Window Treatments for Historic Houses
A historic home calls for deft incorporation of period design elements with contemporary lifestyles. Understanding something of the fashion of the period your home's design represents helps when making decor choices. American historic homes are often one of three styles common in the late 19th and early 20th centuries: Victorian, Edwardian, and Arts and Crafts. Window treatments are vey different for all three styles.
The Victorian era lasted from 1837 to 1901, although the style continued to develop and elaborate for some time. During the era, wealthy homes featured evidence of new scientific discoveries—taxidermy and botanical prints, ferns and palms in pots—and souvenirs from foreign travels—tapestries and porcelains. Design evolved from simple early Victorian to a more masculine heaviness and finally to an embellished feminine décor. This Late Victorian style is most commonly seen today. If your home is Victorian, drape the windows in rich velvets with upholstered cornices, carved wood pelmets or elaborate valances. But in a more feminine room, embroidered flowered drapes might pull over lacy sheer curtains and a curlicued wooden plant stand in front of the window can support a chinoiserie planter holding a cascading fern.
The Edwardian era called for a lighter, simpler, more feminine décor. The period is strictly delineated as 1901 to 1910, but the style originated in the early 1890s and its popularity didn’t wane until World War I. Many four-square homes were built during this time. Edwardian style was a reaction to the heavy fussiness of Victoriana. The modern household of the time had heating, plumbing and electricity and the occupants were concerned with hygiene in response to discoveries in medicine that improved public health. Windows were opened for more light and air. Window frames were lightly-stained wood and the windows were no longer draped in heavy fabrics. They were often covered in lace curtains or simple sheer panels and otherwise left bare. Wood frames and sashes are sometimes painted white in keeping with the lighter look.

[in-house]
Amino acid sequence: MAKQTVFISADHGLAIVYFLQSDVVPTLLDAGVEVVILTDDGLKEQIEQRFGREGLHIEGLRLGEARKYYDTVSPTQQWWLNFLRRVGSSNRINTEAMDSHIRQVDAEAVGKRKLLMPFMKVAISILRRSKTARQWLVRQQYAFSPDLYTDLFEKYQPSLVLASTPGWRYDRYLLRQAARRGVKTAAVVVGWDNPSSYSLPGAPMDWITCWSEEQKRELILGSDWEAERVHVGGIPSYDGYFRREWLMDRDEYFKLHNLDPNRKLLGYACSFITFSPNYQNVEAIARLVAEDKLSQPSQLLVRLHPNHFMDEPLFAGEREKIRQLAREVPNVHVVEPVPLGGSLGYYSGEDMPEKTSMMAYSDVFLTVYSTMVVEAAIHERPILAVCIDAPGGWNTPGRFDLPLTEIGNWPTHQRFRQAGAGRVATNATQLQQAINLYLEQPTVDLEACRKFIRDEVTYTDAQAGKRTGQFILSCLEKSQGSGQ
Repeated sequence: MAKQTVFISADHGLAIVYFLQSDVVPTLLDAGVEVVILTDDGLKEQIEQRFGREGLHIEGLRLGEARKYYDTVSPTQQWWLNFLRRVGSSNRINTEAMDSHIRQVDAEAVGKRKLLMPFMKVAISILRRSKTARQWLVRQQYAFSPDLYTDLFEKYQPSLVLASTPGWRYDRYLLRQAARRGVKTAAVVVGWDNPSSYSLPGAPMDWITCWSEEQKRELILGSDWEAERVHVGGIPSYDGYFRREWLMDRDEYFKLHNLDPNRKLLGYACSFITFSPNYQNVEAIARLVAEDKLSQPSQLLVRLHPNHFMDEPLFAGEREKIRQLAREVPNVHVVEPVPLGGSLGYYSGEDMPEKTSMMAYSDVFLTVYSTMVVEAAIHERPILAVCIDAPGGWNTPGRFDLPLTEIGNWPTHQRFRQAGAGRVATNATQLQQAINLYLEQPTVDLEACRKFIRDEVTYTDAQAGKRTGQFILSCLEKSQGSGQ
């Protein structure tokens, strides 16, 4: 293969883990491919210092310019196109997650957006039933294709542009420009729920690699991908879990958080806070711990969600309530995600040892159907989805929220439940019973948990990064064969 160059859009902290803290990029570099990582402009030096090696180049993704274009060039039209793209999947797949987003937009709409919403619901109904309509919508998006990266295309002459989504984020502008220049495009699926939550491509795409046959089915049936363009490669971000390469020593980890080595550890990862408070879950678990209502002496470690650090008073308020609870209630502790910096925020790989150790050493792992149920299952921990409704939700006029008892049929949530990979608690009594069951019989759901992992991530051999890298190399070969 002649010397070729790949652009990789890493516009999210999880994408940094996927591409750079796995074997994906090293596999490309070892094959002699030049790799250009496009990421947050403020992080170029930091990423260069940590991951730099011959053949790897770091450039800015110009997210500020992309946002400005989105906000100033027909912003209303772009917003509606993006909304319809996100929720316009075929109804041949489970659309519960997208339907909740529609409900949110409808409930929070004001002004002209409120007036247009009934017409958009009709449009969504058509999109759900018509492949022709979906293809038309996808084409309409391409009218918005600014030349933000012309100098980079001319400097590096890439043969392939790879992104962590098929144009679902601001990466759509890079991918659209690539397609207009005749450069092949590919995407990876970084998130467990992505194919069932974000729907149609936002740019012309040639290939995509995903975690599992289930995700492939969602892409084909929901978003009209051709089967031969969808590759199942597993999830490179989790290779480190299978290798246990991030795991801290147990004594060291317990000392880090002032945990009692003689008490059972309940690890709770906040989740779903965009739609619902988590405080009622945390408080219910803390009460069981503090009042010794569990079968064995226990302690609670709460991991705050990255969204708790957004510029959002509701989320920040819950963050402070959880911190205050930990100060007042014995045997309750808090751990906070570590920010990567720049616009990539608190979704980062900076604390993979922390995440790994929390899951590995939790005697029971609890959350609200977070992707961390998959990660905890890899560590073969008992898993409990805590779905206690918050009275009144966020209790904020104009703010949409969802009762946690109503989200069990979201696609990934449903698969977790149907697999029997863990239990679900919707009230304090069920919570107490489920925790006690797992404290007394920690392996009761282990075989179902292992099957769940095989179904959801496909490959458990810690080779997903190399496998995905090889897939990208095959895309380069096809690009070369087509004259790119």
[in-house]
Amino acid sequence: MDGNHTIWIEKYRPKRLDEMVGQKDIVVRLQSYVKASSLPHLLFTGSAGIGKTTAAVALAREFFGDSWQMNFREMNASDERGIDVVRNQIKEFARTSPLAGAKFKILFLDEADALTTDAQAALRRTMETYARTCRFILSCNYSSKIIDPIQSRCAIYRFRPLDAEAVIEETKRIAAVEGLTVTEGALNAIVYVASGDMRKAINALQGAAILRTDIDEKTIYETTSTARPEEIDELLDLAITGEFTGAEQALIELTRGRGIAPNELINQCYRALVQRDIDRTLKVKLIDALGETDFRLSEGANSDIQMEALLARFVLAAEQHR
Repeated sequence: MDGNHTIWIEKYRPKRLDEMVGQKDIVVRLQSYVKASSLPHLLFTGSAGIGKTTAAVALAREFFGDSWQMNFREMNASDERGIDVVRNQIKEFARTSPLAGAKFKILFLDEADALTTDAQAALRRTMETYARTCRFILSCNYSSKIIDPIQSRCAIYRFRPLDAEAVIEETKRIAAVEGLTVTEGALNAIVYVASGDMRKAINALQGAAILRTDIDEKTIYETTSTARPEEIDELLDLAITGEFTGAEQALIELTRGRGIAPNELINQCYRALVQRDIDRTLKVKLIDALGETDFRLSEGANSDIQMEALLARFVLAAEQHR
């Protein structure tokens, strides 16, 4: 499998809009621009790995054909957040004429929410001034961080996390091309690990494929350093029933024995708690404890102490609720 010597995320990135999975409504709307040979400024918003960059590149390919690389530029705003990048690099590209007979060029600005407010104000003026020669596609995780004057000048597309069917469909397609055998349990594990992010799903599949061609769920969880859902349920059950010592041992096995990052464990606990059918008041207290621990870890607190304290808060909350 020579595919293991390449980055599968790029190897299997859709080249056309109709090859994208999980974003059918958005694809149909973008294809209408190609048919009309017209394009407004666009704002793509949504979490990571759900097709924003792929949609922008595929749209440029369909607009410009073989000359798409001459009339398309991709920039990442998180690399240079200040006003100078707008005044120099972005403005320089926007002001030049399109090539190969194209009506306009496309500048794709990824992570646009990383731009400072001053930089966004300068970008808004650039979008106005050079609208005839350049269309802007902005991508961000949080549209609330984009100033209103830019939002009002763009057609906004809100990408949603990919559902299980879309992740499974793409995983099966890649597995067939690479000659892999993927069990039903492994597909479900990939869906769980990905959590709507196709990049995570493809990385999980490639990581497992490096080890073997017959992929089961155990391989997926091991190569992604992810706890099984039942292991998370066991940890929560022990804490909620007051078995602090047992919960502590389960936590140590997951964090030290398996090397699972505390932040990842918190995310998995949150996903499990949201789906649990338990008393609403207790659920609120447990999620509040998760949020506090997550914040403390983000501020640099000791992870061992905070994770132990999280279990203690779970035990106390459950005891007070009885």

Arts and Crafts
The Arts and Crafts style was an amalgam of influences, formally beginning in the late 1880s and never really going completely out of fashion. The look is earthy and was considered very forward and modern for the time. In fact, the Arts and Crafts style has enjoyed a resurgence in popularity as it accommodates modern lifestyles and tastes and can blend with more contemporary furniture. Stained glass in geometric designs or stylized depictions of flowers or other nature subjects was everywhere, so side or top window panels of stained glass would work beautifully in an Arts and Crafts bungalow, for instance. Or decorate a whole window in stained glass if there are alternates for bringing enough light into a room. Window frames are unembellished wood in warm but not pale tones. Curtain fabric is plain style and plain weave in natural fabrics like linen, cotton and wool. Windows are left bare or covered only by simple roll-up shades and flanked by hanging plants in earthy hand-thrown pots.
Benna Crawford has been a journalist and New York-based writer since 1997. Her work has appeared in USA Today, the San Francisco Chronicle, The New York Times, and in professional journals and trade publications. Crawford has a degree in theater, is a certified Prana Yoga instructor, and writes about fitness, performing and decorative arts, culture, sports, business and education .
- window and lace image by JLycke from Fotolia.com